In anticipation of Sander Hoogendoorn's session, Microservices From the Trenches. A Real-Life Practical Guide Through the Architecture, Design, and Code., Richard Wallintin (WPS - Workplace Solutions) had a number of questions for Sander about taking small steps and making mistakes in software development and why working with small, agile teams is good.
“Small Steps” is a recurring theme in your work and talks. Can you sum up why taking small steps is so helpful almost everywhere?
If you are trying to change - whether as an organization, as a team, or as an individual, and both personally and professionally - you can at most try to set the dot on the horizon. However, as soon as you start to experiment, the outcome of each experiment might change your direction. Therefore, you can only take one step at a time. The smaller your steps are, the smaller the delta, and the easier it becomes to make the change, and then take another step. As an example, if I look at the way we do continuous delivery and deployment at iBOOD now, there's no way that we could have imagined 18 months ago when we started this journey, that our delivery would operate exactly as we do now. We took numerous small steps and improved our delivery experiment by experiment.
Can you imagine to ever lose interest in writing code? Many people working in similar positions/roles like you say they don’t get to write code, some say that is not important for doing mare strategic work. How do you feel about these notions?
I have been writing code since 1978 and making a living from it since 1987. I still thoroughly enjoy writing code every day, especially when I can do this in pair of mob programming sessions with my team. Whether or not people find code not relevant for doing more strategic work doesn't really matter to me. I just love to code, also in the various CTO roles I've had so far. I would not easily take on a role where there's no coding. For me, writing code is much more relevant than achieving strategic roles. For me, it's about joy, not ambition.
Doing experiments, taking small steps, shorter cycles etc. is supposed to make failure less painful. In your work at iBOOD, how frequent does the team “fail” at something – and do you have any rituals around failure?
We fail almost every day. Working in a team on over 100 small repositories is never flawless. We're only human. The good thing about making small steps, while having everything fully automatically tested and deployed is that it's almost always ok to make mistakes. We all do. I'm no exception, nor is anybody else on the team. However, we can usually roll forward immediately, which resolves most issues within 5 minutes in production.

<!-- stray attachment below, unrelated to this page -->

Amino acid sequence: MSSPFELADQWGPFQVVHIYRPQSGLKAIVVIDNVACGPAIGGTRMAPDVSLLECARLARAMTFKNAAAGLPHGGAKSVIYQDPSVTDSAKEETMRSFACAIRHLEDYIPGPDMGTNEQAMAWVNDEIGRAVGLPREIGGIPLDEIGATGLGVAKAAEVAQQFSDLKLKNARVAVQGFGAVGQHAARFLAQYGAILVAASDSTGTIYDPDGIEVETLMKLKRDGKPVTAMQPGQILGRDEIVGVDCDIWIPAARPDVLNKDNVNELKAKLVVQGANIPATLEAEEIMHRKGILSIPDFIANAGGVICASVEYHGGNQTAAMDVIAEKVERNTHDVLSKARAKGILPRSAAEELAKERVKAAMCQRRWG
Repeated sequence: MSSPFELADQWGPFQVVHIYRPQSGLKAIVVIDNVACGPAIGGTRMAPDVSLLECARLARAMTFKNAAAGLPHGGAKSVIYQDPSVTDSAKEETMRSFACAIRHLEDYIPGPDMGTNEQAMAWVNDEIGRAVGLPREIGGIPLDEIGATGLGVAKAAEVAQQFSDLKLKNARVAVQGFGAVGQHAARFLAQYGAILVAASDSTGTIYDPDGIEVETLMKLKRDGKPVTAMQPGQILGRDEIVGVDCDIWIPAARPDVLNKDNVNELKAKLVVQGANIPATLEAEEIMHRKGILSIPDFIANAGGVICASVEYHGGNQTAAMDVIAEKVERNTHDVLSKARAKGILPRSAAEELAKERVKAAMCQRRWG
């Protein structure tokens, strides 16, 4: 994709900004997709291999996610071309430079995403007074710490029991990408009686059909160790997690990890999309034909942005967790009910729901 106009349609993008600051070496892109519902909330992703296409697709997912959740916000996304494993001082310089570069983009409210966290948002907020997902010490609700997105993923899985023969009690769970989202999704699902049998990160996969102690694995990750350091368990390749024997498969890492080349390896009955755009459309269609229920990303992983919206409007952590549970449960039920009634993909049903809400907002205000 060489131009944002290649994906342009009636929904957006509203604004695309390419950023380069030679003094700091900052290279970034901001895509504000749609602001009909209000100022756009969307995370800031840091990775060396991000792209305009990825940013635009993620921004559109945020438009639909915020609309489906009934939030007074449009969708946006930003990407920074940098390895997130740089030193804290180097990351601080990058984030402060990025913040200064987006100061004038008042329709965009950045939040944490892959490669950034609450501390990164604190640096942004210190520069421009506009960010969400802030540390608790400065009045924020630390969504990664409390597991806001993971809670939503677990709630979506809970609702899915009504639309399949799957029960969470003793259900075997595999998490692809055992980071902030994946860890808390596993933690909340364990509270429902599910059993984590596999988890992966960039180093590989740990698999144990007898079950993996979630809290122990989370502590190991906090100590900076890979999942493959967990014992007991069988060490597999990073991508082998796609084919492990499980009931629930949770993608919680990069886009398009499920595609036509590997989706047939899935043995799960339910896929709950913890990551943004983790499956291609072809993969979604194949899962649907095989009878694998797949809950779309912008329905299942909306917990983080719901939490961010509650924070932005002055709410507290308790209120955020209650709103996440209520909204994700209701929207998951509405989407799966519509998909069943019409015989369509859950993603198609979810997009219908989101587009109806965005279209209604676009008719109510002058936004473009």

You also advocate for small, agile teams. How do you counter the criticism that cross-functional small teams are not realistic, because there are so many skills and disciplines needed to deliver software that cannot be covered by a handful of people?
Software development is the most complex field to work in. Technology and circumstances change continuously. Therefore, the silly 7 plus or minus 2 rule that some approaches propose doesn't really cut it. In reality, you need teams that have ALL skills on board to deliver value. Depending on the complexity of your landscape, such teams, which I usually refer to as collectives (in my new book), range from 12 people (my current team) to even 40 people. What I try to establish with such collectives is that every item (and these are all different and require different skills) is picked up by dynamically formed microteams, teams of usually 2 to 4 people that then deliver that particular item, split up again, and pick up following items in different microteams. I've been using this approach for about a decade, and it works (for us).
Where do you stand in the continuum between standardization and autonomy? Does a collective with transient micro teams require a very consistent technical landscape? E.g. is it beneficial to use the same programming language throughout frontend and backend – and how is agreement achieved without hierarchy?
When working with larger groups of people on de code bases in a landscape, it is always beneficial to share guidelines, techniques, patterns, and especially architecture. We have over 100 code bases, all microservices, micro-apps, and workers, that share a common architecture. If we wouldn't do this, we wouldn't share code ownership, which we highly value. That gives both some boundaries but leaves a lot of room for individual taste. We do have mandatory static code analysis in the pipelines and thus test everything. So, standardization to a certain extent, but with lots of autonomy.